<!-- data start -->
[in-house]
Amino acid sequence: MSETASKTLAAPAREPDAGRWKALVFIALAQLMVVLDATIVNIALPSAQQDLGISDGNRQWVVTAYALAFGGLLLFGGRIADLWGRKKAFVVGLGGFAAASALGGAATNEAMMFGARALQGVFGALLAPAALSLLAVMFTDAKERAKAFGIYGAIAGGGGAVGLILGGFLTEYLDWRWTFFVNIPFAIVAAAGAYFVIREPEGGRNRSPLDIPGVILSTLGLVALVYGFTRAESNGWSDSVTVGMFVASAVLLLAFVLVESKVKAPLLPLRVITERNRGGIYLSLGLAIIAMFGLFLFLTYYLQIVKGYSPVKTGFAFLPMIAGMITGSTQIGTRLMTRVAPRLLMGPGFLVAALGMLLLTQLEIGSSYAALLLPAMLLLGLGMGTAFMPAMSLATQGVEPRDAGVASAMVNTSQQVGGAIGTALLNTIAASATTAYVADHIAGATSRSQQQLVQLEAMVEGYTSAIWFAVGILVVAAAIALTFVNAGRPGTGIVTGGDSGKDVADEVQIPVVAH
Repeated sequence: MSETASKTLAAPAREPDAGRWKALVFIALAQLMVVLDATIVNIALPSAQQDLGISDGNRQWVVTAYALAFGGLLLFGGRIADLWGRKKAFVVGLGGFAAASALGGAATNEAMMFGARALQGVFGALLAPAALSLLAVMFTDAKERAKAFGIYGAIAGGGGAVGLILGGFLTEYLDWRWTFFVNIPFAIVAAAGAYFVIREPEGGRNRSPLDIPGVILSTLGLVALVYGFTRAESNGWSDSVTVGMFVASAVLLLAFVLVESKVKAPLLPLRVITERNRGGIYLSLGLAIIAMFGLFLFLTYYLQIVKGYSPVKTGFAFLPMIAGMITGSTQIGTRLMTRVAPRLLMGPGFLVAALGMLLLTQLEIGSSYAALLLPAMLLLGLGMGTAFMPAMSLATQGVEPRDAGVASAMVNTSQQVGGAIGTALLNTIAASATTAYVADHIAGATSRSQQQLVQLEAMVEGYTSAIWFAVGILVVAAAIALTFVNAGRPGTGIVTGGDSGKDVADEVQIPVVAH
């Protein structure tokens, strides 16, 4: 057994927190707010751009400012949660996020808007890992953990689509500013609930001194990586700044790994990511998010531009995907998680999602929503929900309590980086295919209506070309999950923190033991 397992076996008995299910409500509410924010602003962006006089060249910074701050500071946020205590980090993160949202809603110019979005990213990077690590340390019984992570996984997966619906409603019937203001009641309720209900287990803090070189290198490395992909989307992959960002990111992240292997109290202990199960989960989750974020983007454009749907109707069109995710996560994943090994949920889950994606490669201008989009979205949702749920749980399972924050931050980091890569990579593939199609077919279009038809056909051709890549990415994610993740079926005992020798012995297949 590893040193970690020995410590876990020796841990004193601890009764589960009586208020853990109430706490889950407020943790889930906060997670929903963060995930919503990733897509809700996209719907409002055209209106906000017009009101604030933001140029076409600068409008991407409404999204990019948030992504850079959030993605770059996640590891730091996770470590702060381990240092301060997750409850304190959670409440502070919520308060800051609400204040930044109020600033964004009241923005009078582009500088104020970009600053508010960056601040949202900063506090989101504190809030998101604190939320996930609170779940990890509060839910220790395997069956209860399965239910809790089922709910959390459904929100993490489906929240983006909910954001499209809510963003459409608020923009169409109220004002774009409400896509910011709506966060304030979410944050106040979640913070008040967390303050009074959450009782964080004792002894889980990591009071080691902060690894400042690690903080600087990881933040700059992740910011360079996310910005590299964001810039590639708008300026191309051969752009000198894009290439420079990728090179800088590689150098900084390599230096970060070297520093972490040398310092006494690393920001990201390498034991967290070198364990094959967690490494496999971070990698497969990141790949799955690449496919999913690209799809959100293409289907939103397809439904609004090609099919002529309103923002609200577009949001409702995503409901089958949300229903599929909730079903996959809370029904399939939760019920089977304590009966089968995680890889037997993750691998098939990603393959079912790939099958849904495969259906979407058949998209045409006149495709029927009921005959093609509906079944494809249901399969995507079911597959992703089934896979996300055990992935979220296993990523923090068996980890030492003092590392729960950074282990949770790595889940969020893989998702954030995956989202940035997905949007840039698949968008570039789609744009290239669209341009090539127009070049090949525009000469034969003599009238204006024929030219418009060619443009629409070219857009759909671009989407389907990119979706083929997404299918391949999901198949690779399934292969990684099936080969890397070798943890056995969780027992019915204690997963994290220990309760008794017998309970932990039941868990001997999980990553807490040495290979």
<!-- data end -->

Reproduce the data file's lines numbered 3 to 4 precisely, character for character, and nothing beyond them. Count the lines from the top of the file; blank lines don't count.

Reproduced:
Repeated sequence: MSETASKTLAAPAREPDAGRWKALVFIALAQLMVVLDATIVNIALPSAQQDLGISDGNRQWVVTAYALAFGGLLLFGGRIADLWGRKKAFVVGLGGFAAASALGGAATNEAMMFGARALQGVFGALLAPAALSLLAVMFTDAKERAKAFGIYGAIAGGGGAVGLILGGFLTEYLDWRWTFFVNIPFAIVAAAGAYFVIREPEGGRNRSPLDIPGVILSTLGLVALVYGFTRAESNGWSDSVTVGMFVASAVLLLAFVLVESKVKAPLLPLRVITERNRGGIYLSLGLAIIAMFGLFLFLTYYLQIVKGYSPVKTGFAFLPMIAGMITGSTQIGTRLMTRVAPRLLMGPGFLVAALGMLLLTQLEIGSSYAALLLPAMLLLGLGMGTAFMPAMSLATQGVEPRDAGVASAMVNTSQQVGGAIGTALLNTIAASATTAYVADHIAGATSRSQQQLVQLEAMVEGYTSAIWFAVGILVVAAAIALTFVNAGRPGTGIVTGGDSGKDVADEVQIPVVAH
């Protein structure tokens, strides 16, 4: 057994927190707010751009400012949660996020808007890992953990689509500013609930001194990586700044790994990511998010531009995907998680999602929503929900309590980086295919209506070309999950923190033991 397992076996008995299910409500509410924010602003962006006089060249910074701050500071946020205590980090993160949202809603110019979005990213990077690590340390019984992570996984997966619906409603019937203001009641309720209900287990803090070189290198490395992909989307992959960002990111992240292997109290202990199960989960989750974020983007454009749907109707069109995710996560994943090994949920889950994606490669201008989009979205949702749920749980399972924050931050980091890569990579593939199609077919279009038809056909051709890549990415994610993740079926005992020798012995297949 590893040193970690020995410590876990020796841990004193601890009764589960009586208020853990109430706490889950407020943790889930906060997670929903963060995930919503990733897509809700996209719907409002055209209106906000017009009101604030933001140029076409600068409008991407409404999204990019948030992504850079959030993605770059996640590891730091996770470590702060381990240092301060997750409850304190959670409440502070919520308060800051609400204040930044109020600033964004009241923005009078582009500088104020970009600053508010960056601040949202900063506090989101504190809030998101604190939320996930609170779940990890509060839910220790395997069956209860399965239910809790089922709910959390459904929100993490489906929240983006909910954001499209809510963003459409608020923009169409109220004002774009409400896509910011709506966060304030979410944050106040979640913070008040967390303050009074959450009782964080004792002894889980990591009071080691902060690894400042690690903080600087990881933040700059992740910011360079996310910005590299964001810039590639708008300026191309051969752009000198894009290439420079990728090179800088590689150098900084390599230096970060070297520093972490040398310092006494690393920001990201390498034991967290070198364990094959967690490494496999971070990698497969990141790949799955690449496919999913690209799809959100293409289907939103397809439904609004090609099919002529309103923002609200577009949001409702995503409901089958949300229903599929909730079903996959809370029904399939939760019920089977304590009966089968995680890889037997993750691998098939990603393959079912790939099958849904495969259906979407058949998209045409006149495709029927009921005959093609509906079944494809249901399969995507079911597959992703089934896979996300055990992935979220296993990523923090068996980890030492003092590392729960950074282990949770790595889940969020893989998702954030995956989202940035997905949007840039698949968008570039789609744009290239669209341009090539127009070049090949525009000469034969003599009238204006024929030219418009060619443009629409070219857009759909671009989407389907990119979706083929997404299918391949999901198949690779399934292969990684099936080969890397070798943890056995969780027992019915204690997963994290220990309760008794017998309970932990039941868990001997999980990553807490040495290979």